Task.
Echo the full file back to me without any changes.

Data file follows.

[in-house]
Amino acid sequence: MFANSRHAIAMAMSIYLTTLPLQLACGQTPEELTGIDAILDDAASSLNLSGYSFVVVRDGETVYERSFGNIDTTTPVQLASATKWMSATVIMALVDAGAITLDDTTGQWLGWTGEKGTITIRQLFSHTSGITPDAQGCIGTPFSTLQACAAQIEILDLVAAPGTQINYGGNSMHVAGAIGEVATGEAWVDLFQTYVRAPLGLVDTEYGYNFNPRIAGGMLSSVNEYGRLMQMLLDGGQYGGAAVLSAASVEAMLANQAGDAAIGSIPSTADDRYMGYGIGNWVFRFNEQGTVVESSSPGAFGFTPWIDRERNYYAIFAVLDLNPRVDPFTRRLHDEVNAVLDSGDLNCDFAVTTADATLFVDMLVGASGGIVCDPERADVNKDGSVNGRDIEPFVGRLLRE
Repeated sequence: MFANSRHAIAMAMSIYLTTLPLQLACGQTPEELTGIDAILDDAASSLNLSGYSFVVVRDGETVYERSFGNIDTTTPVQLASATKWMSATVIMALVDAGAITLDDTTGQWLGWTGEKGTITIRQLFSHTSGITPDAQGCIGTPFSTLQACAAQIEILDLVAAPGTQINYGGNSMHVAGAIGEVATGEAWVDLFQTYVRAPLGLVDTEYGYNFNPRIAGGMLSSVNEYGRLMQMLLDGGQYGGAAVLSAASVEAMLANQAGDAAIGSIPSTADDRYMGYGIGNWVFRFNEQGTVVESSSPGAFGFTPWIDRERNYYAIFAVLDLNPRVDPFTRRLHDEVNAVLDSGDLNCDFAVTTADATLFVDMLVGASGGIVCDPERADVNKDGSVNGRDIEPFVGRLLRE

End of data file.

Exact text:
[in-house]
Amino acid sequence: MFANSRHAIAMAMSIYLTTLPLQLACGQTPEELTGIDAILDDAASSLNLSGYSFVVVRDGETVYERSFGNIDTTTPVQLASATKWMSATVIMALVDAGAITLDDTTGQWLGWTGEKGTITIRQLFSHTSGITPDAQGCIGTPFSTLQACAAQIEILDLVAAPGTQINYGGNSMHVAGAIGEVATGEAWVDLFQTYVRAPLGLVDTEYGYNFNPRIAGGMLSSVNEYGRLMQMLLDGGQYGGAAVLSAASVEAMLANQAGDAAIGSIPSTADDRYMGYGIGNWVFRFNEQGTVVESSSPGAFGFTPWIDRERNYYAIFAVLDLNPRVDPFTRRLHDEVNAVLDSGDLNCDFAVTTADATLFVDMLVGASGGIVCDPERADVNKDGSVNGRDIEPFVGRLLRE
Repeated sequence: MFANSRHAIAMAMSIYLTTLPLQLACGQTPEELTGIDAILDDAASSLNLSGYSFVVVRDGETVYERSFGNIDTTTPVQLASATKWMSATVIMALVDAGAITLDDTTGQWLGWTGEKGTITIRQLFSHTSGITPDAQGCIGTPFSTLQACAAQIEILDLVAAPGTQINYGGNSMHVAGAIGEVATGEAWVDLFQTYVRAPLGLVDTEYGYNFNPRIAGGMLSSVNEYGRLMQMLLDGGQYGGAAVLSAASVEAMLANQAGDAAIGSIPSTADDRYMGYGIGNWVFRFNEQGTVVESSSPGAFGFTPWIDRERNYYAIFAVLDLNPRVDPFTRRLHDEVNAVLDSGDLNCDFAVTTADATLFVDMLVGASGGIVCDPERADVNKDGSVNGRDIEPFVGRLLRE